In 2012, the Nippon Foundation began assisting the construction of schools in Rakhine State in western Myanmar. This followed a similar initiative in Shan State, located in the east of the country. Through the initiative in Rakhine State, 100 schools are to be constructed over a five-year period, providing the children there with a safe environment in which to study. During the first phase, which ended in February 2014, 10 schools were built and a colorful ceremony marking the transfer of the schools was held. To the people living in villages where the new buildings were erected, these sturdy reinforced concrete structures symbolize local development.
The state of Rakhine, which shares a border with Bangladesh, has a harsh natural environment, with a long monsoon season that brings torrential rains. In the fifteenth century the area flourished as the Arakan Kingdom under the rule of the ethnic Rakhine. Today, the kingdom’s ancient capital, Mrauk U, is a popular tourist destination known for its historical relics and stone pagodas. Mrauk U is also the location of one of the new schools.
Kyet Zay Primary School, a single-story reinforced concrete building, painted cream and light green, is a world apart from the village’s ancient monuments. At the inauguration ceremony, young girls perform a dance and give expression to the pride they feel in their new school.
The school construction project in Rakhine State is overseen by Akiko Mori, who supervises the construction work and negotiates with government administrators. She also serves as the Myanmar representative for the nongovernmental organization Bridge Asia Japan. Mori appears deeply moved as she watches the ceremony.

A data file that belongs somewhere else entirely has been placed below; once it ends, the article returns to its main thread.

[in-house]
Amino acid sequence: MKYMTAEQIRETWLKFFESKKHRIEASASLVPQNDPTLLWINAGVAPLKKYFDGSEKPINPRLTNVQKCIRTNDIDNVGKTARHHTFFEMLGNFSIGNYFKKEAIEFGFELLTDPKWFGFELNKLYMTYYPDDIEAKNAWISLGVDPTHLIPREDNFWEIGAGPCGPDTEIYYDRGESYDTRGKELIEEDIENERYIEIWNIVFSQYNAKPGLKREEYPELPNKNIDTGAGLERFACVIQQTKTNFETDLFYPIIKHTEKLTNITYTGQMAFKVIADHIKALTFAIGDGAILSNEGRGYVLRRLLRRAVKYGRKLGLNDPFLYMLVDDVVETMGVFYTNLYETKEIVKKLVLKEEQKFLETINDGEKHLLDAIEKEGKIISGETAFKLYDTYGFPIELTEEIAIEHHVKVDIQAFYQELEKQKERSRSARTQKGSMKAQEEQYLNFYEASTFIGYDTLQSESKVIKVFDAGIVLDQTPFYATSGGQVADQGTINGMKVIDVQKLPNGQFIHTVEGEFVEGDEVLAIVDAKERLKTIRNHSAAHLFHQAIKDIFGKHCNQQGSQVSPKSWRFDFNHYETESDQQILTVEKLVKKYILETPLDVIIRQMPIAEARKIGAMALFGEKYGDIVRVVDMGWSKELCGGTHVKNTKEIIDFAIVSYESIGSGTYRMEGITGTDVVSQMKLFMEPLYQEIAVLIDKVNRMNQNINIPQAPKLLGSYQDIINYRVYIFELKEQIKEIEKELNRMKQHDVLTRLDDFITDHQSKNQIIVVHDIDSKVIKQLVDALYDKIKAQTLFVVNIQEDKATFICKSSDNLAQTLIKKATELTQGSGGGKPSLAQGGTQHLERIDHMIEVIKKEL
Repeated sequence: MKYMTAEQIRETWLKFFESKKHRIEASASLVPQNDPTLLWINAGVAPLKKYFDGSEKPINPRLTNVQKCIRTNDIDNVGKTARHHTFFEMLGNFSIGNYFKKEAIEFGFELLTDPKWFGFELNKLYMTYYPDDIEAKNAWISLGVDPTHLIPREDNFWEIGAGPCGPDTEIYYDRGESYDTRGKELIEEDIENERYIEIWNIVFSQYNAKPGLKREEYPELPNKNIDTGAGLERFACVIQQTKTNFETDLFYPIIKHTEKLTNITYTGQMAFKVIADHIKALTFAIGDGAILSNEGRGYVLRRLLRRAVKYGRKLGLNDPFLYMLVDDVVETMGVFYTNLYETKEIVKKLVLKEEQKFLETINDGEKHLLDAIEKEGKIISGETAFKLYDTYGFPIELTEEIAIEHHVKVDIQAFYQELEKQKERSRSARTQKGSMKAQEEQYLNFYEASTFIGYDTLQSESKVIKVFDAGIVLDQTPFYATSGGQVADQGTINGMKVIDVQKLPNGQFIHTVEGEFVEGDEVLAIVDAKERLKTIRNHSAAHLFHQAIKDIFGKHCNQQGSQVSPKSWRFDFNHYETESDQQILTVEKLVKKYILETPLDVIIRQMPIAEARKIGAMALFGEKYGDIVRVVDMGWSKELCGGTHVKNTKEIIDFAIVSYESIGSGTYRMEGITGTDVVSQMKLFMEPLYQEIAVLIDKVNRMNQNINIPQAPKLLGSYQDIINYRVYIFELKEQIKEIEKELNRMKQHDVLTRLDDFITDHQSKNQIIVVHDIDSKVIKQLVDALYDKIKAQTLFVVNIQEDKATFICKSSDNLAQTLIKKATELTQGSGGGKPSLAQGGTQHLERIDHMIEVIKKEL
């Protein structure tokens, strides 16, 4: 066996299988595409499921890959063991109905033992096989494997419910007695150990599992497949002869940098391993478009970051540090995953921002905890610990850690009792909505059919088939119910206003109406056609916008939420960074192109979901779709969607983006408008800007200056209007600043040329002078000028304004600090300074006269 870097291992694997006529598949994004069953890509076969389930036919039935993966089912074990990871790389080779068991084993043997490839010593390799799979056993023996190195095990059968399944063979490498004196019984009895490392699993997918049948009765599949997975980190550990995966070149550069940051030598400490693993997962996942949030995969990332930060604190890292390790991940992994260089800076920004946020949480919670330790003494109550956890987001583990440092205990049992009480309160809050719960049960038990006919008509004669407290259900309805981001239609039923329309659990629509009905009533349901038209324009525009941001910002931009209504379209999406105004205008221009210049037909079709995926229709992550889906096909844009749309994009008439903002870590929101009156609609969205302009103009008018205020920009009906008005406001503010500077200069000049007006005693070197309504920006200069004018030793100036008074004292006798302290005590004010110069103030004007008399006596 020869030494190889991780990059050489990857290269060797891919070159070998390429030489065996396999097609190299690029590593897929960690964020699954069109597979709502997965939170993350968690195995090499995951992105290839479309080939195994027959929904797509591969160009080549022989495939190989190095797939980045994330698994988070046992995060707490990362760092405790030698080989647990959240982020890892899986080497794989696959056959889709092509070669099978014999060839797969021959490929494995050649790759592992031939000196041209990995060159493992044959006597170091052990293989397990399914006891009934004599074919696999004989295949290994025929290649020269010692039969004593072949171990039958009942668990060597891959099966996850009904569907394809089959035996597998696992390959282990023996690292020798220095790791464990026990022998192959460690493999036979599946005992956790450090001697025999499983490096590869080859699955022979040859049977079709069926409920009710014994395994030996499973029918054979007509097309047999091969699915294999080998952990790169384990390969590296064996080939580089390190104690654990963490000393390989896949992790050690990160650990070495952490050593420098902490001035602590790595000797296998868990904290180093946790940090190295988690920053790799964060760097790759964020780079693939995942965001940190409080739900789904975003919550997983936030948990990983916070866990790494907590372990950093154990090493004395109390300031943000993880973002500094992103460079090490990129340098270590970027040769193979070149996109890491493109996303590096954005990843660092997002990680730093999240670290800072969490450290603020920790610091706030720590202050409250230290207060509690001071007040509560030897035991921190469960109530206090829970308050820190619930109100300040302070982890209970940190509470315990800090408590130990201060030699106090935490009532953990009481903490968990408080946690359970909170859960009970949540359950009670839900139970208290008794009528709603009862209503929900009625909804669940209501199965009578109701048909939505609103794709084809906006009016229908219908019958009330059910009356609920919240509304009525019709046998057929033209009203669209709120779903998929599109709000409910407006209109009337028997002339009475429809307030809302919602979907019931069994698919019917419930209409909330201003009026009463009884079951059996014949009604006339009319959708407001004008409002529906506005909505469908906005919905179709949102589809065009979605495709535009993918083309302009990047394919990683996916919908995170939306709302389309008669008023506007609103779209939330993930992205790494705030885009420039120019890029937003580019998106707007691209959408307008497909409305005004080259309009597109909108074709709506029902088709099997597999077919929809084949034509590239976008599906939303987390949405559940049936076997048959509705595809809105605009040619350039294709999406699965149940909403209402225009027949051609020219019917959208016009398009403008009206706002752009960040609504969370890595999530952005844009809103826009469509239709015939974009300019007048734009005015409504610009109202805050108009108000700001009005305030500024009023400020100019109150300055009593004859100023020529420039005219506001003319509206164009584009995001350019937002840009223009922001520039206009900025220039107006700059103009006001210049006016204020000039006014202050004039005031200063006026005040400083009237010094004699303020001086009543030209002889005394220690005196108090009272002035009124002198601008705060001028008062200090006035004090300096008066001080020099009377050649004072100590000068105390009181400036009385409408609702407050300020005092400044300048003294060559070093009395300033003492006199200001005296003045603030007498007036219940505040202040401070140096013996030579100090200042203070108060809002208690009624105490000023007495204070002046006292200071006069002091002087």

“Some people told us that the buildings didn’t need to be this fancy; that we should cut back on the budget for each school and increase the number we build,” she explains. “We went ahead with our original plans, though, believing that these sturdy, attractive buildings would send a message about the importance of education precisely because they are not something people in rural areas ordinarily see. It is our hope that the new schools will serve as a promising symbol for people in the region.”
Old, Dark, and Unsafe: Issues with Wooden Schoolhouses
In Myanmar, the state government bears part of the costs for constructing a new school. The principal of the school is expected to raise the remaining funds, while parents and others in the community must donate materials and labor for the construction. In poorer areas, where people do not have the financial means to do this, old wooden schoolhouses continue to be used, even if they are in a state of disrepair.